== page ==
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In software development one is eating his own dog food when he is using its own product (i.e. the software he develops). I'm using Drupal for my personal website, so I'm eating my own dogfood. Drupal.org is using Drupal, so the Drupal community is eating its own dogfood. Many developers in the Drupal community, or the Open Source community in general, eat their own dog food.
There are a number of well-known advantages to eating our own dogfood: it provides evidence that Drupal works and that we are confident using it ourselves. Furthermore, as users of our own software, we help discover bugs and identify shortcomings. When developers are users there is plenty of incentive to fix bugs and the feedback loop doesn't become much shorter than that. For those reasons, eating your own dogfood is a common strategy in software development.
In a market-driven industry such as software development, developers must understand not just their product but the products of others. It's the rare company indeed that can't learn something from its competitors. Engineers who use their own company tools exclusively tend to propagate all the bad aspects of their tools because they might not even realize an alternative approach exists. At the same time, they often fail to either understand or appreciate the good points of other companies' tools. I recall a discussion I once had with a well-placed manager at a dogfooding company I'll call "ABC Corporation". He snorted that it had been years since anyone at the company had read anything that wasn't marked "ABC Confidential".
New engineers who come into a dogfooding company with exposure to other toolsets are often forced by peer pressure to conform to the party line that all other tools are inferior and the company's approach is superior. Often, when hiring new engineers, managers consider exposure to other companies' toolsets as negative rather than positive. Some companies that proudly tout their dogfooding simultaneously display a surprising degree of arrogance along with a corresponding degree of cluelessness. It isn't clear, however, if the arrogance begets the dogfooding or the dogfooding begets the arrogance.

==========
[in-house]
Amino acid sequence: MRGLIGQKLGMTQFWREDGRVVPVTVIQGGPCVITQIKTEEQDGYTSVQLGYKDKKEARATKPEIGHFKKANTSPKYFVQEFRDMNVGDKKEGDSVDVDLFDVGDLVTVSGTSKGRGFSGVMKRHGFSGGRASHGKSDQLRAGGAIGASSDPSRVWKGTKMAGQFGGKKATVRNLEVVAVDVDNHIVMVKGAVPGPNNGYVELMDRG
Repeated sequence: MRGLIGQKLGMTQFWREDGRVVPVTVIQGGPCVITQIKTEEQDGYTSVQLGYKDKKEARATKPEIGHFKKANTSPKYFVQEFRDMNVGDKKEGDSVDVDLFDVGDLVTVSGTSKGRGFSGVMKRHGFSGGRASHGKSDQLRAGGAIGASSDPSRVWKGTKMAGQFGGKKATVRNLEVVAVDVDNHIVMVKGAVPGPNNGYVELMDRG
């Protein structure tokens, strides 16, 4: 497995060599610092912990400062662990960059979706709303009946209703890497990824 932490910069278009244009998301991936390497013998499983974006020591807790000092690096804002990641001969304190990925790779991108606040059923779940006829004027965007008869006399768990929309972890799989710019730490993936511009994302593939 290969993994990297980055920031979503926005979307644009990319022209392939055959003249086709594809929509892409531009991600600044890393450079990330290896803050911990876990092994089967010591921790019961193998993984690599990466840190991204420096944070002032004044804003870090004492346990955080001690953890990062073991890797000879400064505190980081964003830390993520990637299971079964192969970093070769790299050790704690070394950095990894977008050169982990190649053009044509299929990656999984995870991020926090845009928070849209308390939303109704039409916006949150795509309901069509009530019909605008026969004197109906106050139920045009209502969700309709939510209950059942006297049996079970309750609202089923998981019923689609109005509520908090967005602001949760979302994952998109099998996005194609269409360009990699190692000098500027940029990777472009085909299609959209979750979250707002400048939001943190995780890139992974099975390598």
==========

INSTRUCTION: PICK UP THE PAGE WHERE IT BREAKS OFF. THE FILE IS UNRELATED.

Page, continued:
Maybe don't use Drupal for your next project and learn from that experience? Either way, make sure to dabble your toes in the waters of other systems once in a while! I, for one, enjoy chatting with Steven Noels from Daisy, I thouroughly enjoyed myself with Joomla, and time-permitting, I hope to dig deeper and to explore other content management systems as well.
Just to add to the craziness: the weekend after DrupalCon Brussels, I'll be in Budapest to attend the first Hungarian Drupal conference. The conference takes place on the 30th of September, and brings together the key players of the Hungarian Drupal scene. All presentations are in Hungarian, except mine. (The one Hungarian word I know is "gulyás"; it makes for a good dinner but not exactly for a great presentation.) Registration is required prior to attendence, so sign up at the DrupalCon Hungary website.
The interesting part is the fact that the new website will act as the front-end for MTV Flux, a new social networking website that lets viewers interact with MTV and each other. Angel Gambino, VP Commercial Strategy & Digital Media, MTV Networks UK & Ireland explains: